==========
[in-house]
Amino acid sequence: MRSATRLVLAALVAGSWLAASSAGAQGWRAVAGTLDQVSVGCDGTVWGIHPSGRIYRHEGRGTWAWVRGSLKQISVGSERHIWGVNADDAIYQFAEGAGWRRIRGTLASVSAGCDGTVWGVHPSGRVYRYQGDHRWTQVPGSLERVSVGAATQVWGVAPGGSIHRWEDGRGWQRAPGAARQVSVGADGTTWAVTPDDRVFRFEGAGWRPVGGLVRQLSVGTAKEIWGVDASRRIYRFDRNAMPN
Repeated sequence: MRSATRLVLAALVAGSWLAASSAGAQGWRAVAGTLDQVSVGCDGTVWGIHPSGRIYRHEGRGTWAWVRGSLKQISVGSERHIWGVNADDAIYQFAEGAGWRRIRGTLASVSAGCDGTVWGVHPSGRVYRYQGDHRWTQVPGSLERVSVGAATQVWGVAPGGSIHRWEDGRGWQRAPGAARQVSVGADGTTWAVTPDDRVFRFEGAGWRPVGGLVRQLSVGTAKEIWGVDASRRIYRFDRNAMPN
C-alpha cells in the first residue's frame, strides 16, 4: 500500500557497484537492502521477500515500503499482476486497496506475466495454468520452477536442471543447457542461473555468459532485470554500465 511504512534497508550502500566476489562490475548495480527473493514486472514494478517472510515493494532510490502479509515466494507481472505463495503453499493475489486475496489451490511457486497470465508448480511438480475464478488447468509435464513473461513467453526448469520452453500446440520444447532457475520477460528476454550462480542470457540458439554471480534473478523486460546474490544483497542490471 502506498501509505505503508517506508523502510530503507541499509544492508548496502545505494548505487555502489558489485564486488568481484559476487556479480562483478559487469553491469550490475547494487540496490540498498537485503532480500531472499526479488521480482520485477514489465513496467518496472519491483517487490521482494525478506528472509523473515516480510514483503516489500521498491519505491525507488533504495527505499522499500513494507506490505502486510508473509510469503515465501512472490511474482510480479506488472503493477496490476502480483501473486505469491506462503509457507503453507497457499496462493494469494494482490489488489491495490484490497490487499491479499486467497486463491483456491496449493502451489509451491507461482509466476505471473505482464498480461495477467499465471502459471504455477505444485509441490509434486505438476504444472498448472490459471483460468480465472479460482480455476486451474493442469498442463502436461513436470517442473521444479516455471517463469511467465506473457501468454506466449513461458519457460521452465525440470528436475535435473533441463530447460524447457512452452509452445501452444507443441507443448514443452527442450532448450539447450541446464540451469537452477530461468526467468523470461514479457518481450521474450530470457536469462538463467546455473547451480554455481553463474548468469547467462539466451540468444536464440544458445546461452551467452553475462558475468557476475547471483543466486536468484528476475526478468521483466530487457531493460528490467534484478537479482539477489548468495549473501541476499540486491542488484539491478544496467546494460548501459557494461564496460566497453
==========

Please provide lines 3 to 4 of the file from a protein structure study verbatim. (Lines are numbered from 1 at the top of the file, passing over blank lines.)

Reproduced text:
Repeated sequence: MRSATRLVLAALVAGSWLAASSAGAQGWRAVAGTLDQVSVGCDGTVWGIHPSGRIYRHEGRGTWAWVRGSLKQISVGSERHIWGVNADDAIYQFAEGAGWRRIRGTLASVSAGCDGTVWGVHPSGRVYRYQGDHRWTQVPGSLERVSVGAATQVWGVAPGGSIHRWEDGRGWQRAPGAARQVSVGADGTTWAVTPDDRVFRFEGAGWRPVGGLVRQLSVGTAKEIWGVDASRRIYRFDRNAMPN
C-alpha cells in the first residue's frame, strides 16, 4: 500500500557497484537492502521477500515500503499482476486497496506475466495454468520452477536442471543447457542461473555468459532485470554500465 511504512534497508550502500566476489562490475548495480527473493514486472514494478517472510515493494532510490502479509515466494507481472505463495503453499493475489486475496489451490511457486497470465508448480511438480475464478488447468509435464513473461513467453526448469520452453500446440520444447532457475520477460528476454550462480542470457540458439554471480534473478523486460546474490544483497542490471 502506498501509505505503508517506508523502510530503507541499509544492508548496502545505494548505487555502489558489485564486488568481484559476487556479480562483478559487469553491469550490475547494487540496490540498498537485503532480500531472499526479488521480482520485477514489465513496467518496472519491483517487490521482494525478506528472509523473515516480510514483503516489500521498491519505491525507488533504495527505499522499500513494507506490505502486510508473509510469503515465501512472490511474482510480479506488472503493477496490476502480483501473486505469491506462503509457507503453507497457499496462493494469494494482490489488489491495490484490497490487499491479499486467497486463491483456491496449493502451489509451491507461482509466476505471473505482464498480461495477467499465471502459471504455477505444485509441490509434486505438476504444472498448472490459471483460468480465472479460482480455476486451474493442469498442463502436461513436470517442473521444479516455471517463469511467465506473457501468454506466449513461458519457460521452465525440470528436475535435473533441463530447460524447457512452452509452445501452444507443441507443448514443452527442450532448450539447450541446464540451469537452477530461468526467468523470461514479457518481450521474450530470457536469462538463467546455473547451480554455481553463474548468469547467462539466451540468444536464440544458445546461452551467452553475462558475468557476475547471483543466486536468484528476475526478468521483466530487457531493460528490467534484478537479482539477489548468495549473501541476499540486491542488484539491478544496467546494460548501459557494461564496460566497453